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Director: Alfred Hitchcock

Alfred Hitchcock’s Rope

Alfred Hitchcock’s Rope

ROPE, Alfred Hitchcock‘s first color film, was adapted from Patrick Hamilton‘s stage play “Rope’s End” by no less than Hume Cronyn. Loosely inspired by the Leopold-Loeb case, the plot concerns two implicitly homosexual college chums, played by Farley Granger and John Dall. Their heads filled with Nietzschean philosophy by their kindly professor James Stewart, Granger and Dall kill a third friend just for the thrill of it. The boys hide the body in an antique chest in the middle of their posh apartment, then perversely arrange to hold a dinner party around the chest, inviting the victim’s family, friends and fiancee (Joan Chandler), as well as their intellectual role-model Stewart. As the guests wander obliviously around the sealed chest, the killers make snippy, veiled comments about their deed–never going so far as to reveal the existence of the body nor their involvement in the murder. As all the guests file out, however, professor Stewart begins to suspect that something is amiss. In ROPE, Hitchcock attempted the daunting technical challenge of filming the entire picture in one long, seemingly uninterrupted take. Actually, there are several edits in the movie: since a reel of film was divided into two ten-minute minireels back in 1948, the internal reel-breaks are “fudged” by having a dark object briefly obscure the camera lens, sustaining the illusion that no editing has taken place.

ROPE is not merely a stunt that is justified by the extraordinary career that contains it, but one of the movies that makes that career extraordinary.” (The New York Times)

Monday, August 20
Doors 6:50 pm | Movie 7:20 pm
Tickets $10 advance HERE | $12 at the door

*Minors welcome in the balcony! Must be 19+ w/ID for bar service and main floor seating.
**Rio Theatre Groupons and passes OK! Please redeem at the door.

ROPE (Alfred Hitchcock, 1948 / 80 / PG) Just before hosting a dinner party, Philip Morgan  and Brandon Shaw strangle a mutual friend to death with a piece of rope, purely as a Nietzsche-inspired philosophical exercise. Hiding the body in a chest upon which they then arrange a buffet dinner, the pair welcome their guests, including the victim’s oblivious fiancée and the college professor whose lectures inadvertently inspired the killing.

Alfred Hitchcock’s Rear Window

Alfred Hitchcock’s Rear Window

“Mind if I use that portable keyhole?” Professional photographer L.B. “Jeff” Jeffries (James Stewart) breaks his leg while getting an action shot at an auto race. Confined to his New York apartment, he spends his time looking out of the rear window observing the neighbors. He begins to suspect that a man across the courtyard… Continue Reading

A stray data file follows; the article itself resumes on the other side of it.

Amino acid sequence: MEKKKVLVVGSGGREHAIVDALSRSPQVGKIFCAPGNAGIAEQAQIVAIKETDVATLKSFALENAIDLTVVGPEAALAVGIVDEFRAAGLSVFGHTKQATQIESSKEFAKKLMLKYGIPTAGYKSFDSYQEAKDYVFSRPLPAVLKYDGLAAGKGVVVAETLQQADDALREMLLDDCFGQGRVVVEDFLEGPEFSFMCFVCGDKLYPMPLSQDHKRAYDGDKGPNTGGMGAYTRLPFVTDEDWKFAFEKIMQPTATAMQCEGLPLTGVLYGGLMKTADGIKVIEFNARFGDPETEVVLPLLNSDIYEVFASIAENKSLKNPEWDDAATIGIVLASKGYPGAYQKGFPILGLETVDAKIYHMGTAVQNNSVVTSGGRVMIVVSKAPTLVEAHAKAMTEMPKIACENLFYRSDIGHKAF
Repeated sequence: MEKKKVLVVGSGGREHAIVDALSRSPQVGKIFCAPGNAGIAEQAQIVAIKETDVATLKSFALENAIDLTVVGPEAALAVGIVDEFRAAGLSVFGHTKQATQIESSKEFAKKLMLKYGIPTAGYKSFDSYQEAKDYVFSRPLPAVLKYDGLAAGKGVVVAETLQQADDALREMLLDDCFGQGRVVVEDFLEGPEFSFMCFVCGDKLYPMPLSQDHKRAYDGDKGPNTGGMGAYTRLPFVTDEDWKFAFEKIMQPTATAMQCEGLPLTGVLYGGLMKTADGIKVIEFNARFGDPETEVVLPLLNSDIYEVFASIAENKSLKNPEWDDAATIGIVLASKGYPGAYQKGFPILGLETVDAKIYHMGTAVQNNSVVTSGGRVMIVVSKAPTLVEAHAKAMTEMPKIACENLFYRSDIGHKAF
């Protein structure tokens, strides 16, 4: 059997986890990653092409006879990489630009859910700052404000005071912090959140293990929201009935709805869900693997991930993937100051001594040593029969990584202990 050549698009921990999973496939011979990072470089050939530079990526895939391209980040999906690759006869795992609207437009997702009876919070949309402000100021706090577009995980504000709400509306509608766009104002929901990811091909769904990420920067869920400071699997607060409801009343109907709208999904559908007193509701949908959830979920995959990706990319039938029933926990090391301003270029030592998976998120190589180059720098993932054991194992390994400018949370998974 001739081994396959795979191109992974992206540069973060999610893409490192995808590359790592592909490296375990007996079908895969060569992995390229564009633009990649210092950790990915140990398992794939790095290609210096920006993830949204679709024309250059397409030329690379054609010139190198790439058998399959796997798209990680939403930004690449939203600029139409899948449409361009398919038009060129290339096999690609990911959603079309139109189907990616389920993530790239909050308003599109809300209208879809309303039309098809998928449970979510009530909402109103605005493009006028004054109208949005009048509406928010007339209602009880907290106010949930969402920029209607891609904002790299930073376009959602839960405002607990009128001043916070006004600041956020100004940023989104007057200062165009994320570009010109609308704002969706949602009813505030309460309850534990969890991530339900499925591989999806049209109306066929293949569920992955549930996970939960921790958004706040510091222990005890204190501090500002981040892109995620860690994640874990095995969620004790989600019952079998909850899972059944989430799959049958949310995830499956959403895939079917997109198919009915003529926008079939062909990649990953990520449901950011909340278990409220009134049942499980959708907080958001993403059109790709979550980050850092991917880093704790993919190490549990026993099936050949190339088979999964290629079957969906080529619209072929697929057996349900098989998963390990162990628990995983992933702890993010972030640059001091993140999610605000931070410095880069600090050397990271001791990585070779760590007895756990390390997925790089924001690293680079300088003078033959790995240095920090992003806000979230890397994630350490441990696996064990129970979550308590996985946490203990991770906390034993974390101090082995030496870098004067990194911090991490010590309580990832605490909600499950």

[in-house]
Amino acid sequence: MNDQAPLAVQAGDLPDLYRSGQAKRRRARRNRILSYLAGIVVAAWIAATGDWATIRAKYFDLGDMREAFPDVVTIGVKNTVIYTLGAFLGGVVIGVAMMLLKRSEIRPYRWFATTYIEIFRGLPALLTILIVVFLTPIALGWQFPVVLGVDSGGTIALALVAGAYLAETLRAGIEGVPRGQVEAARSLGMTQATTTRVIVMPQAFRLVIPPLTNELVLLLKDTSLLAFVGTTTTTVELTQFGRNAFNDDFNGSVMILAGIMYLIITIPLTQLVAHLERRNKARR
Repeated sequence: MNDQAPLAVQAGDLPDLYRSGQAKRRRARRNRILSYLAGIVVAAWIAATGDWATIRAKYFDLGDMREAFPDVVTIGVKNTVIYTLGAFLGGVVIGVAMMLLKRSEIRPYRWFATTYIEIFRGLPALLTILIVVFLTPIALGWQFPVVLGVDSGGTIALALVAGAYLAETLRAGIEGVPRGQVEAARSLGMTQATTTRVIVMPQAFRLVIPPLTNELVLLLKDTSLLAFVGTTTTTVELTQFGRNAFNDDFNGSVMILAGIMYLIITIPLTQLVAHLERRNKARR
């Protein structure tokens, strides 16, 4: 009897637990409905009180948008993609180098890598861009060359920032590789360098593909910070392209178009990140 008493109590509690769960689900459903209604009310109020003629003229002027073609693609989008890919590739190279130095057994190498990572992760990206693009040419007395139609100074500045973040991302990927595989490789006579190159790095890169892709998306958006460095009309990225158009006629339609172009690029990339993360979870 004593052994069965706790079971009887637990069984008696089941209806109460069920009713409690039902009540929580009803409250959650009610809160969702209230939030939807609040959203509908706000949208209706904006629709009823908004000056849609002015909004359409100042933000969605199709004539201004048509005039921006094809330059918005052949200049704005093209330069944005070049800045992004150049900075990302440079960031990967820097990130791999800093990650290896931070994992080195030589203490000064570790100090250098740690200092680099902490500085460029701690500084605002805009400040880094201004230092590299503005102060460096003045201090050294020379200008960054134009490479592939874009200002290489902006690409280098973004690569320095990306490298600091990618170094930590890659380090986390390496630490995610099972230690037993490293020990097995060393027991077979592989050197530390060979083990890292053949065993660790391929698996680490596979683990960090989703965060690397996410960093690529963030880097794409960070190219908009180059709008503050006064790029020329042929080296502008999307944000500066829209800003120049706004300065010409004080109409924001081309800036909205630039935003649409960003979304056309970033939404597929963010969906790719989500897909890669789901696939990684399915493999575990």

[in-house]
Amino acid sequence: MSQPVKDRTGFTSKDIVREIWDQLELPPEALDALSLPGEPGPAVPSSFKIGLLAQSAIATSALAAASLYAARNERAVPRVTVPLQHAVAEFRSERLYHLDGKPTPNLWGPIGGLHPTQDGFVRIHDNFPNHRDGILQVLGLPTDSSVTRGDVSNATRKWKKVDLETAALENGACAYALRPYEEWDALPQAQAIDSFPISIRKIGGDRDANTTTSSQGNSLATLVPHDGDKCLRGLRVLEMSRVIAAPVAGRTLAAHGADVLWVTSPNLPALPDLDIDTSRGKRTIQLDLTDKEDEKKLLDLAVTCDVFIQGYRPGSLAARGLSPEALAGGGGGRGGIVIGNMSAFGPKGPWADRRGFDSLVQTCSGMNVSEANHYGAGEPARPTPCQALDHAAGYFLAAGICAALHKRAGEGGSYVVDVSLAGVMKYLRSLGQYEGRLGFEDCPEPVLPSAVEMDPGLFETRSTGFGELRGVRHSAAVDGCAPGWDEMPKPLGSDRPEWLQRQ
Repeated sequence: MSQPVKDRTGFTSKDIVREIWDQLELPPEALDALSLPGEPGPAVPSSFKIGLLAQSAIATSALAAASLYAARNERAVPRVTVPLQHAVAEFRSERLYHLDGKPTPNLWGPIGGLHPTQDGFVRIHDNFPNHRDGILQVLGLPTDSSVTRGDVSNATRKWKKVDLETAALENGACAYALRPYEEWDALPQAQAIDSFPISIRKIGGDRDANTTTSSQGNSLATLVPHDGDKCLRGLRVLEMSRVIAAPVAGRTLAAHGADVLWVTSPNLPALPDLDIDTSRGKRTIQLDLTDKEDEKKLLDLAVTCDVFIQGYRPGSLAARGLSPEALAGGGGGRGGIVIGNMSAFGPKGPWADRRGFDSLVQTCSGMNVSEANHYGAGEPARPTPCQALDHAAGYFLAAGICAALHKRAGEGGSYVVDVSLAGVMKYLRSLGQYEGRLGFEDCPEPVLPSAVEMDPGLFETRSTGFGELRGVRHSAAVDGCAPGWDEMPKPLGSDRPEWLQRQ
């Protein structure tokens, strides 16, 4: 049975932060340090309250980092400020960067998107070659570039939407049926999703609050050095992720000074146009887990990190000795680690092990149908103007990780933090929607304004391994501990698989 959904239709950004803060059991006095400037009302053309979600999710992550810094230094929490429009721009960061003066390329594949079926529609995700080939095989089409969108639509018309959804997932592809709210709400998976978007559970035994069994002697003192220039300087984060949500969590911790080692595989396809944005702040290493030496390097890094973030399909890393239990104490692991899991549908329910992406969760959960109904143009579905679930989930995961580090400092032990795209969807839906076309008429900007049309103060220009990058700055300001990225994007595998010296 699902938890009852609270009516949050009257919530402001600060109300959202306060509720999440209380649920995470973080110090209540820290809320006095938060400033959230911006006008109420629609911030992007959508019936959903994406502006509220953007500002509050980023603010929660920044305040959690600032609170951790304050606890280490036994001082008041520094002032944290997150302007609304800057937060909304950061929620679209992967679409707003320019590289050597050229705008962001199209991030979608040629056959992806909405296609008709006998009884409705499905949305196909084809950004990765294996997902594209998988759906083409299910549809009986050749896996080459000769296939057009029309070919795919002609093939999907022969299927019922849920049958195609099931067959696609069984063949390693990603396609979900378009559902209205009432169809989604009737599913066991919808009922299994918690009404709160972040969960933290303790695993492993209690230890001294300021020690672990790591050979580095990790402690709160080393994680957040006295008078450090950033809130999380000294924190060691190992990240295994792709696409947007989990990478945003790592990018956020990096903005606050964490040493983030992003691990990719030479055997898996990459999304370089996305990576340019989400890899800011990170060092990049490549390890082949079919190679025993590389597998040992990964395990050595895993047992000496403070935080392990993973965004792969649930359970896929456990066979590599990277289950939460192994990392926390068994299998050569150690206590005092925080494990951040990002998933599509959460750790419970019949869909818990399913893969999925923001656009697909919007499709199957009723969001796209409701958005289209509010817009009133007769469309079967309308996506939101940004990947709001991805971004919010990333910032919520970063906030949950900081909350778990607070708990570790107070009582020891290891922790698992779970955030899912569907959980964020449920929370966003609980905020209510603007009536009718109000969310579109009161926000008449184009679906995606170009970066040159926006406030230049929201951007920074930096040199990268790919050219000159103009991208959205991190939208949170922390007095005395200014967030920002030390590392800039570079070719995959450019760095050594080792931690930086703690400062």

North by Northwest

North by Northwest

At one point (jokingly) titled The Man in Lincoln’s Nose, iconic auteur Alfred Hitchcock‘s North by Northwest represents something of a late-period departure for a filmmaker known primarily for horror; it’s a tightly-wound, intensely thrilling, and often witty take on the cinematic trope of mistaken identity that is widely regarded as one of his best… Continue Reading

The Birds

The Birds

Caw, caw. Join us for the ornithological film of your dreams (and nightmares), courtesy of the Master of Horror, Alfred Hitchcock. Tippi Hedren stars in her career-defining role as Melanie Daniels, a wealthy San Francisco socialite who pursues a potential boyfriend to a small Northern California town. Slowly, life takes a turn for the bizarre… Continue Reading

Psycho

Psycho

“A boy’s best friend is his mother. “ Phoenix secretary Marion Crane (Janet Leigh), on the lam after stealing $40,000 from her employer in order to run away with her boyfriend, Sam Loomis (John Gavin), is overcome by exhaustion during a heavy rainstorm. Traveling on the back roads to avoid the police, she stops for… Continue Reading

Alfred Hitchcock’s Vertigo

Alfred Hitchcock’s Vertigo

It’s been a good run, Orson… In 2017, after a whopping 50 years at the top of the Sight & Sound magazine’s esteemed poll of film critics, academics, cineastes and distributors that determines their “50 Greatest Films of All Time,” Orson Welles’ debut film CITIZEN KANE was ousted by Alfred Hitchcock’s 45th feature, VERTIGO.  An… Continue Reading